Adnan Sami’s first ever visit to Maldives: ‘What took me so long to come here’

By Munal Shujau

Adnan Sami Khan has been dubbed many things including the ‘fastest man on the keyboard’ and the ‘Sultan of Music’. One thing is for sure, he has garnered a generation of admirers around the world, who grew up listening to his iconic songs. A musician, music composer, singer and even an actor – Adnan is a power house in the industry. But it was not all a smooth ride for him; he has battled his share of struggles and overcame them with his determined nature.

Adnan sat down with us at the beautiful private island resort of Kuda Villingili. He shared some of his pivotal moments in life and gave some invaluable advise for upcoming musicians.

Maldives Insider: How was your stay in the Maldives ?

Adnan Sami: I’ve grown up listening about how beautiful the Maldives is and I’ve seen so many pictures. But it’s nothing close to the pictures I’ve seen; it is far more beautiful and this is one of the rare moments in my life where the actual beauty of a place excels any photo. And I am not saying that because I am here. I have traveled to many places and some of them have never lived up to the photographs. And this is my first ever visit to the Maldives. That is why you are getting an overwhelming reaction to this. I am completely blown away by its beauty, serenity, the calm and peace. I sort of say to myself why didn’t I come here before, what took me so long to come here! Laughs.

At least I’ve found this gorgeous place and I intend to make it a regular habit. And I am saying this from the bottom of my heart. I have been traveling all my life and since my father was a diplomat, we have seen so many places. And we have seen some of the finest beaches in the world but nothing comes to close to what I have experienced here. When you think you have seen it all and suddenly God says, “hang on I have one more place”. I feel blessed that I have come here and I am loving every moment.

MI: What was your first impression of Kuda Villingili resort?

AS: When we arrived here, we were given such an incredibly warm reception by the whole staff. And the resort is absolutely first class! Beautifully done. We first stayed at the water villa, we had a pool and it was an incredible feeling – we had an infinite view of the water and the tranquil setting. And after three days we shifted to the beach villa. Again, a whole new experience. Medina, my daughter was having a blast, building sand castles and she has her own little tent. It is built beautifully, aesthetically gorgeous. And the other great thing about the resort is that it has some incredible restaurants. I mean I may have lost a lot of weight but you know there’s nothing you can do about your taste buds. You can’t change your taste buds to suddenly start liking boiled food! So even if it is two morsels that I eat, it has to be delicious. And the kind of variety available is amazing and the chefs are all passionate about their craft. Ranging from Indian, Italian, Japanese, Thai to Peruvian, Middle Eastern and Maldivian. So many different cuisines. And each one of them in their own respective cuisines are absolutely par excellence. And apart from having an amazing five star establishment, the staff are incredibly warm and friendly. I am a very observant person and I observed from a distance how they behaved with other people and it was the same warmth and the same personal touch. I think that makes all the difference. Which is why I would love to return to Kuda Villingili.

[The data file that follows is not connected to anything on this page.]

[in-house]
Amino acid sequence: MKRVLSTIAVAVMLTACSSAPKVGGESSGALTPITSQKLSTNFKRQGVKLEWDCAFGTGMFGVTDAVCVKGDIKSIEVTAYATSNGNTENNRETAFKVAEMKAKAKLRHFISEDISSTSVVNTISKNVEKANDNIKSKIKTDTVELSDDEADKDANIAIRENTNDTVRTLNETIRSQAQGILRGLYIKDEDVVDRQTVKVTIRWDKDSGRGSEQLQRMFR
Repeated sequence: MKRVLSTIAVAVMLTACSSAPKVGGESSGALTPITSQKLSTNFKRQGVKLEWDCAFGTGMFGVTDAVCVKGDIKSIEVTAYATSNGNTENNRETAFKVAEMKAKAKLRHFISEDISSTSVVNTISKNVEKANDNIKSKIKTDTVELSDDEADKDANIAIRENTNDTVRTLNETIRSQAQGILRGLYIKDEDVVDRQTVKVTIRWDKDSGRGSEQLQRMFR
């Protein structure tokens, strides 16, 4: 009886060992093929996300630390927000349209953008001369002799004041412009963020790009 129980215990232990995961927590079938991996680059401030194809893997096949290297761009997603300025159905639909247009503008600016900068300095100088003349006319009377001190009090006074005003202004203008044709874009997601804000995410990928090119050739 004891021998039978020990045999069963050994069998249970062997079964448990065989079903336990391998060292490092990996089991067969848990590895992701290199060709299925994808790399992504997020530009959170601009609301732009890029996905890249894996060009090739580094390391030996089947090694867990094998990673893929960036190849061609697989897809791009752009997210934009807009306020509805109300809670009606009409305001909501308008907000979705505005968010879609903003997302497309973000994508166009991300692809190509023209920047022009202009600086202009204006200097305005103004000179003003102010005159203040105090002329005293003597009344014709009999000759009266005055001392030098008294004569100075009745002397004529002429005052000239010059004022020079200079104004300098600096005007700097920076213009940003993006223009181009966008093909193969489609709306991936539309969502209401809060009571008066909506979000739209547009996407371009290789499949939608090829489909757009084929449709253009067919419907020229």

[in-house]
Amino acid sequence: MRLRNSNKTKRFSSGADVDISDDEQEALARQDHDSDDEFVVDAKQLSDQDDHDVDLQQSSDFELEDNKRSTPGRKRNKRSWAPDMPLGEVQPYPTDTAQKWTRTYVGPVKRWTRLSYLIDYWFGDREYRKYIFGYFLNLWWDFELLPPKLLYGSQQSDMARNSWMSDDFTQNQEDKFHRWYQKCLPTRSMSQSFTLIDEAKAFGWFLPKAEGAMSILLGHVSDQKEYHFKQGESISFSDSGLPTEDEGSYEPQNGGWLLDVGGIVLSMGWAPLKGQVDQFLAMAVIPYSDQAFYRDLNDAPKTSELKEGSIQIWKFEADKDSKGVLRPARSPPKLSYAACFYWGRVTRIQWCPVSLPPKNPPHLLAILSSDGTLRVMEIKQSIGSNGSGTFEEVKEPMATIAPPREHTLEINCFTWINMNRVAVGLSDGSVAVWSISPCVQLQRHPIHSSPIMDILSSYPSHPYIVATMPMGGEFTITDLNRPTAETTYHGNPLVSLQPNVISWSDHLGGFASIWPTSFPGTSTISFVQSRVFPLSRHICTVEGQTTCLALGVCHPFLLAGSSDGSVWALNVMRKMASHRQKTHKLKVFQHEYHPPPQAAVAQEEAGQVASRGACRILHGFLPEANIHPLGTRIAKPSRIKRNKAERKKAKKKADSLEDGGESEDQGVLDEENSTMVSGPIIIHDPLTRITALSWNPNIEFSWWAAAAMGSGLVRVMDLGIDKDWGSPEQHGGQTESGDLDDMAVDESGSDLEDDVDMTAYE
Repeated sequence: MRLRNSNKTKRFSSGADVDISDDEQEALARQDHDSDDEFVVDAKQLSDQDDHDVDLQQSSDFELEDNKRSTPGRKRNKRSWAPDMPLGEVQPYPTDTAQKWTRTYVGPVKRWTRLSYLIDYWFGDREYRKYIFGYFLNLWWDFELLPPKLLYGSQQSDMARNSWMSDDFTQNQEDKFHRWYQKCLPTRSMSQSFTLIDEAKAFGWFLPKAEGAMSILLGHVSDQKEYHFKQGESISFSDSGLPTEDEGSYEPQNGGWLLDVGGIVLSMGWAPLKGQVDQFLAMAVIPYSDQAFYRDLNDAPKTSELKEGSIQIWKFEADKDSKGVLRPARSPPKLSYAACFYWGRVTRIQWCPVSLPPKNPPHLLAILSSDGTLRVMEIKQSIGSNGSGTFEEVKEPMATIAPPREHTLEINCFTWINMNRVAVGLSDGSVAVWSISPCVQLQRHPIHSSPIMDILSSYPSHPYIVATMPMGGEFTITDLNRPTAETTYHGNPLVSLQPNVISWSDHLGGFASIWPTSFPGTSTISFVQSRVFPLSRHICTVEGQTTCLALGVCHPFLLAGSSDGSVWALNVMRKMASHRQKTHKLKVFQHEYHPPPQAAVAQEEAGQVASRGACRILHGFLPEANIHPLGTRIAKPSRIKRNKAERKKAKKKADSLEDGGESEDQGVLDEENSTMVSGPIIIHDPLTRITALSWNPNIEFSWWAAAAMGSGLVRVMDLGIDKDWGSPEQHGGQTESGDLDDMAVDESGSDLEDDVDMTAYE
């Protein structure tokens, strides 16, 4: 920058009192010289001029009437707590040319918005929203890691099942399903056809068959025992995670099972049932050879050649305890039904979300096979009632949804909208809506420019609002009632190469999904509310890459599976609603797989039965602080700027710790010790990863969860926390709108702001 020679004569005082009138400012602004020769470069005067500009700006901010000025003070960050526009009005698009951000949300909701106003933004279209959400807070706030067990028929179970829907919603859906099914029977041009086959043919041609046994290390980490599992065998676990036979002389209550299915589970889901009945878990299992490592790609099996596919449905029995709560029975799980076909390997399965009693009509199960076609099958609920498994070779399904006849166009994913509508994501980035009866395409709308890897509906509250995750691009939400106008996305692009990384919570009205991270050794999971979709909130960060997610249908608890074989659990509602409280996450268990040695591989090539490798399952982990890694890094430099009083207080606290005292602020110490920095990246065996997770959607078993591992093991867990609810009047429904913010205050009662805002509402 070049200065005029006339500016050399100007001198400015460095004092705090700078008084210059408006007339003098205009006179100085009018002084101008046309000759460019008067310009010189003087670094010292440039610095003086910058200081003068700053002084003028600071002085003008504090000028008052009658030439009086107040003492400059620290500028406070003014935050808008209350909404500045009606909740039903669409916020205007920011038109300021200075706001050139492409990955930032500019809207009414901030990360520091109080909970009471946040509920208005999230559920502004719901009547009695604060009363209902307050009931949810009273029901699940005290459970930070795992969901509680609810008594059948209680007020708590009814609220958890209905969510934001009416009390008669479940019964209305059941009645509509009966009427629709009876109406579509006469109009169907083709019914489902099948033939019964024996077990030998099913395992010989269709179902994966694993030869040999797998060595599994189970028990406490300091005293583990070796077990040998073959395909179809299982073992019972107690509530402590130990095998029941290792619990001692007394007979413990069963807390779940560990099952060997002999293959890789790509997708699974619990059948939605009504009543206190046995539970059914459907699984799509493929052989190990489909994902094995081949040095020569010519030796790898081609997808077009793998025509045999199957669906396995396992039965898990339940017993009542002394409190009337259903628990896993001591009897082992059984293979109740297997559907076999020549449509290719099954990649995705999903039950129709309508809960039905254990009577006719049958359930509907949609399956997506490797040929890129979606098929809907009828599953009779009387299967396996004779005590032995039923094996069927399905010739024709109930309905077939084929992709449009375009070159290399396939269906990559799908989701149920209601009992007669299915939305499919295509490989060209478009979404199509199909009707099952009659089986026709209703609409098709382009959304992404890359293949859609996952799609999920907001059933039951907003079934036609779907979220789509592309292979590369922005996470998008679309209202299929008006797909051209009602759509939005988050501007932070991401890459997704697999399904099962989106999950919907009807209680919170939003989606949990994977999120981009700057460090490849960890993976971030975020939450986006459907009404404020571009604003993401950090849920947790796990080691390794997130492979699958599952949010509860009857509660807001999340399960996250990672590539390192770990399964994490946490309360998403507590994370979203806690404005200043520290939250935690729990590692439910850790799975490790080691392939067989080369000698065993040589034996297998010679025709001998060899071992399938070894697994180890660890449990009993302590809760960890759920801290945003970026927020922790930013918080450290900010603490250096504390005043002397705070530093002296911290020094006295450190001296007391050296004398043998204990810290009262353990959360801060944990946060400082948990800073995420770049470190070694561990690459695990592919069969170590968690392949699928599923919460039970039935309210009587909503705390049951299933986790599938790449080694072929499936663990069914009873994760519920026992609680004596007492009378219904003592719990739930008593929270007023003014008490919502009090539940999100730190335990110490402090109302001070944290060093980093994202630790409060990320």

MI: We heard that you were given a special surprise from Kuda Villingili; would you like to elaborate on it?

AS: We had gone to dine at a restaurant called East, again a fabulous restaurant which specialises in Thai cuisine. And they set up a special table for us in the outdoors. It was nice with a moody setting. When we were having our soup, suddenly bang! full lights came on, the music started blasting. And it sounded familiar, it was my song ‘Tera Chehra’. And suddenly the staff started literally coming out of the trees where they were hiding. And they all broke into a dance. It was like a flash mob. The hotel staff had come up with this incredible dance to my songs and it was so touching. It was so overwhelming. All of us were just stunned! Life is about moments and that is all we take behind – that was one such moment etched in our memory as a beautiful memory and a great gesture from the hotel. It will remain with us as a unique gift. It was a priceless memory.

MI: You started playing the piano at the age of 5 and you know at least 35 musical instruments. How did you manage to learn all of them?

AS: Honestly speaking, it was a low attention span. I used to get bored and my hands were itchy and fidgety! Laughs What happened was, right from the beginning I was fond of music. So I was fascinated and drawn towards any instrument and I would want to be able to play it. Of course the piano is my first love. When my father was the ambassador to Portugal, at that time there was a piano in the house, that’s where I started. And I would eventually move on to other instruments. For me, they were my toys.